Format

Send to

Choose Destination
J Phys Ther Sci. 2018 Mar;30(3):381-386. doi: 10.1589/jpts.30.381. Epub 2018 Mar 2.

Effect of squatting velocity on hip muscle latency in women with patellofemoral pain syndrome.

Author information

1
Facultad de Ciencias, Magister en Medicina y Ciencias del Deporte, Universidad Mayor, Chile.
2
Human Motor Control Laboratory, Department of Human Movement Sciences, Faculty of Health Sciences, Universidad de Talca: Talca, Chile.
3
Escuela de Kinesiología, Facultad de Salud, Universidad Santo Tomás, Chile.

Abstract

[Purpose] Neuromuscular activity has been evaluated in patellofemoral pain syndrome but movement velocity has not been considered. The aim was to determine differences in onset latency of hip and knee muscles between individuals with and without patellofemoral pain syndrome during a single leg squat, and whether any differences are dependent on movement velocity. [Subjects and Methods] Twenty-four females with patellofemoral pain syndrome and 24 healthy females participated. Onset latency of gluteus maximus, anterior and posterior gluteus medius, rectus femoris, vastus medialis, vastus lateralis and biceps femoris during a single leg squat at high and low velocity were evaluated. [Results] There was an interaction between velocity and diagnosis for posterior gluteus medius. Healthy subjects showed a later posterior gluteus medius onset latency at low velocity than high velocity; and also later than patellofemoral pain syndrome subjects at low velocity and high velocity. [Conclusion] Patellofemoral pain syndrome subjects presented an altered latency of posterior gluteus medius during a single leg squat and did not generate adaptations to velocity variation, while healthy subjects presented an earlier onset latency in response to velocity increase.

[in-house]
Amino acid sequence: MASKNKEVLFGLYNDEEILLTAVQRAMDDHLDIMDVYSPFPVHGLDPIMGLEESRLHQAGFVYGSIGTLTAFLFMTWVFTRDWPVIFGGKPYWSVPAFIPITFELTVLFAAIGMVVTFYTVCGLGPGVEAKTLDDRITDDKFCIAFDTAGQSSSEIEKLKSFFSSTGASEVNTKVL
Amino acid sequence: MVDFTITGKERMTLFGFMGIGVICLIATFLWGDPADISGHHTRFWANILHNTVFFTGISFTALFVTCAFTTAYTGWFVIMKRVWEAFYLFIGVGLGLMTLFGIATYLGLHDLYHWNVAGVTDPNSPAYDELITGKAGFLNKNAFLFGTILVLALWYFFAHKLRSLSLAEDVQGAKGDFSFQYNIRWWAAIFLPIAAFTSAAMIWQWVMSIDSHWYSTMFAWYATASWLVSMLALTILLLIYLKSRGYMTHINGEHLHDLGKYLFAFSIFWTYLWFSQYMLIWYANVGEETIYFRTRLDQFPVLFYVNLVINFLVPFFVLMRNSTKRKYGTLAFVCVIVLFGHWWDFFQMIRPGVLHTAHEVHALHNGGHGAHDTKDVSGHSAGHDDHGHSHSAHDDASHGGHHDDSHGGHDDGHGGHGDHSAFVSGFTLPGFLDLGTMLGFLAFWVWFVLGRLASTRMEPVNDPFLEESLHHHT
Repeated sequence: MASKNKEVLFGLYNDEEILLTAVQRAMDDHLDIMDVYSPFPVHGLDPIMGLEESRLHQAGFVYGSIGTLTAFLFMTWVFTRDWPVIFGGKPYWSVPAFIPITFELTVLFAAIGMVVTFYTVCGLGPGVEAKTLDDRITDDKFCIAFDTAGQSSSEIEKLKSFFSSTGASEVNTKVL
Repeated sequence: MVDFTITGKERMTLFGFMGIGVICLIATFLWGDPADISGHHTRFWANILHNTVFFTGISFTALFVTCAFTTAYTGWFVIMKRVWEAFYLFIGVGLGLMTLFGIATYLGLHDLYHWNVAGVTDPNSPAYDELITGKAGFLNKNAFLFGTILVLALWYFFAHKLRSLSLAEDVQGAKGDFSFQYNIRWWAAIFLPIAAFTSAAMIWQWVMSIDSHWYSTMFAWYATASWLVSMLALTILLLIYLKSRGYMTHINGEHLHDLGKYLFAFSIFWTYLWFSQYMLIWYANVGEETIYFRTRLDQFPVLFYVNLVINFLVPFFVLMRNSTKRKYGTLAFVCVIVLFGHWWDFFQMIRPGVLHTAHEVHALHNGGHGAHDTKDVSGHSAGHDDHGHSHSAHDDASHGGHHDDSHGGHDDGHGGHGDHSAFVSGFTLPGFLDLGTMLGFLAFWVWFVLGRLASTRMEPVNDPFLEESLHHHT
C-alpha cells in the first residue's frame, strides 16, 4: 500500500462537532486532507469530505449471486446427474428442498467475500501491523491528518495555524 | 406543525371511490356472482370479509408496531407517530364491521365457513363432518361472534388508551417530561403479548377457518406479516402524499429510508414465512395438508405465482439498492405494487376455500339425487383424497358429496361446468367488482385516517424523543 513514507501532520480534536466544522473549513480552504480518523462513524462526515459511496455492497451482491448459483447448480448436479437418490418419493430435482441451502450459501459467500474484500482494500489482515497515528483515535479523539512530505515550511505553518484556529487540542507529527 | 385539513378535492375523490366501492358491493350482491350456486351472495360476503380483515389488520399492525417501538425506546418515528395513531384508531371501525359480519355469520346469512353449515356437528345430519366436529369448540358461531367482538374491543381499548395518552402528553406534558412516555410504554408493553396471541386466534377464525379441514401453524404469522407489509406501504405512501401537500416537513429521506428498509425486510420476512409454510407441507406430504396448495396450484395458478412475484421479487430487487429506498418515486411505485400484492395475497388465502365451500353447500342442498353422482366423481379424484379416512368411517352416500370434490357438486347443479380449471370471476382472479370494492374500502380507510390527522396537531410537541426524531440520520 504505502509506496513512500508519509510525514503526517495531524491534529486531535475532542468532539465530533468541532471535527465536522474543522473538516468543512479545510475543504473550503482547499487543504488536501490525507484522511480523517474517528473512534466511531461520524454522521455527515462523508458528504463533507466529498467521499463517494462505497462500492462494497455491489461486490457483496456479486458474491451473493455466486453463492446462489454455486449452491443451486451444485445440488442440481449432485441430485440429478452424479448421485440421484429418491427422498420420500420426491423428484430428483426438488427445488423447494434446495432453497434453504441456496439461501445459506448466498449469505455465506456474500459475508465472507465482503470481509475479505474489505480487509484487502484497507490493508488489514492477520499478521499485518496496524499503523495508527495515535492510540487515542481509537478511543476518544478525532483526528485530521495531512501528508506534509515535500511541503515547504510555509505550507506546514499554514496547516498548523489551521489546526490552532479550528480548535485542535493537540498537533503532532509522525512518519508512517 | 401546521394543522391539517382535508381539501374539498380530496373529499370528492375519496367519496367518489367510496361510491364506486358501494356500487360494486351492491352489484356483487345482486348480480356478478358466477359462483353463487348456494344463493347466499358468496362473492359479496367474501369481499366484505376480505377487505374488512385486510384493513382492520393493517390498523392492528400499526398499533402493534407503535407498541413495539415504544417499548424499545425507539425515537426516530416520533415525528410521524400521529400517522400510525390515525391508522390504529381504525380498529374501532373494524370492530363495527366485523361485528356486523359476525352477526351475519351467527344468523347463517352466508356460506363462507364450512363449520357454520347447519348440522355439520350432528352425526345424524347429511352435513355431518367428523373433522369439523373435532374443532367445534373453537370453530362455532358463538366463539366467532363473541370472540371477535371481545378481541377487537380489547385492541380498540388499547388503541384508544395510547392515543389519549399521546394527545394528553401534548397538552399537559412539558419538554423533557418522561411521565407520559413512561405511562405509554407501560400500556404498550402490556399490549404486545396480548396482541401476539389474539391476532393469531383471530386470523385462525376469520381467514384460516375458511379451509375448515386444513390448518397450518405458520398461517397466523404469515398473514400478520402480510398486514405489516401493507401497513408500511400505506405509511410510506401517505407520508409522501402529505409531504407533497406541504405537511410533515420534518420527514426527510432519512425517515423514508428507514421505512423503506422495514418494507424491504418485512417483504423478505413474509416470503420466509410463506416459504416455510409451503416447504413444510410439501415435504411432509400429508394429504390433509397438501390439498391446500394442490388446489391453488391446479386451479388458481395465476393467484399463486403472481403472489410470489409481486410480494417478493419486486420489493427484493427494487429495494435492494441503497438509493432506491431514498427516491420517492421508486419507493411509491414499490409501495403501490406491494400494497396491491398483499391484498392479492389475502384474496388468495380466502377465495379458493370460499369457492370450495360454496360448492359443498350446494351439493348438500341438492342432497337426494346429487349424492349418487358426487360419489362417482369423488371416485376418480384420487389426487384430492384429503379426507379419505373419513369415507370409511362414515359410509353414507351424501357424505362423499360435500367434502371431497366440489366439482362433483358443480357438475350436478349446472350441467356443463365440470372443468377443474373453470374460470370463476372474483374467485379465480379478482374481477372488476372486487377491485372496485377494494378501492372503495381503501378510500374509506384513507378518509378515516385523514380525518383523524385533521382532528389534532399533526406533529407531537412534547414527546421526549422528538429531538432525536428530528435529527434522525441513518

KEYWORDS:

Electromyography; Gluteus medius; Patellofemoral joint

Supplemental Content

Full text links

Icon for PubMed Central
Loading ...
Support Center